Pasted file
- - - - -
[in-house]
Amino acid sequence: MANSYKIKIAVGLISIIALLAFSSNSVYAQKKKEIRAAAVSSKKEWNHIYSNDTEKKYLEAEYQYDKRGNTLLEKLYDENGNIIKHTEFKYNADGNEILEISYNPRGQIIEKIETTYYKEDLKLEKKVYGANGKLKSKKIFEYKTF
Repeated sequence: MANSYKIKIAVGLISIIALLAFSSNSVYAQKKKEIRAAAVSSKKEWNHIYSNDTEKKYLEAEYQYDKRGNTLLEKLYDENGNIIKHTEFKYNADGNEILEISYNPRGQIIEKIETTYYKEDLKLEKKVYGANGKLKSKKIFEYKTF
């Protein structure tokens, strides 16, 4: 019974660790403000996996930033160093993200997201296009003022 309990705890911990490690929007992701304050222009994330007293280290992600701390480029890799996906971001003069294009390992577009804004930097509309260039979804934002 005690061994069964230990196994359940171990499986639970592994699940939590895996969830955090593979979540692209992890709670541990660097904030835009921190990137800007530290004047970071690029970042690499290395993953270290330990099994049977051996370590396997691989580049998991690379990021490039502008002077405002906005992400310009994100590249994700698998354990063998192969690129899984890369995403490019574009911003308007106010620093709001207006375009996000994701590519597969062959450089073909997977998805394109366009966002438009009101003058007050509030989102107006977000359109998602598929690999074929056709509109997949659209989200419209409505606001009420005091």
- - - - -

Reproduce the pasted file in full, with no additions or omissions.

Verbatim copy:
[in-house]
Amino acid sequence: MANSYKIKIAVGLISIIALLAFSSNSVYAQKKKEIRAAAVSSKKEWNHIYSNDTEKKYLEAEYQYDKRGNTLLEKLYDENGNIIKHTEFKYNADGNEILEISYNPRGQIIEKIETTYYKEDLKLEKKVYGANGKLKSKKIFEYKTF
Repeated sequence: MANSYKIKIAVGLISIIALLAFSSNSVYAQKKKEIRAAAVSSKKEWNHIYSNDTEKKYLEAEYQYDKRGNTLLEKLYDENGNIIKHTEFKYNADGNEILEISYNPRGQIIEKIETTYYKEDLKLEKKVYGANGKLKSKKIFEYKTF
């Protein structure tokens, strides 16, 4: 019974660790403000996996930033160093993200997201296009003022 309990705890911990490690929007992701304050222009994330007293280290992600701390480029890799996906971001003069294009390992577009804004930097509309260039979804934002 005690061994069964230990196994359940171990499986639970592994699940939590895996969830955090593979979540692209992890709670541990660097904030835009921190990137800007530290004047970071690029970042690499290395993953270290330990099994049977051996370590396997691989580049998991690379990021490039502008002077405002906005992400310009994100590249994700698998354990063998192969690129899984890369995403490019574009911003308007106010620093709001207006375009996000994701590519597969062959450089073909997977998805394109366009966002438009009101003058007050509030989102107006977000359109998602598929690999074929056709509109997949659209989200419209409505606001009420005091």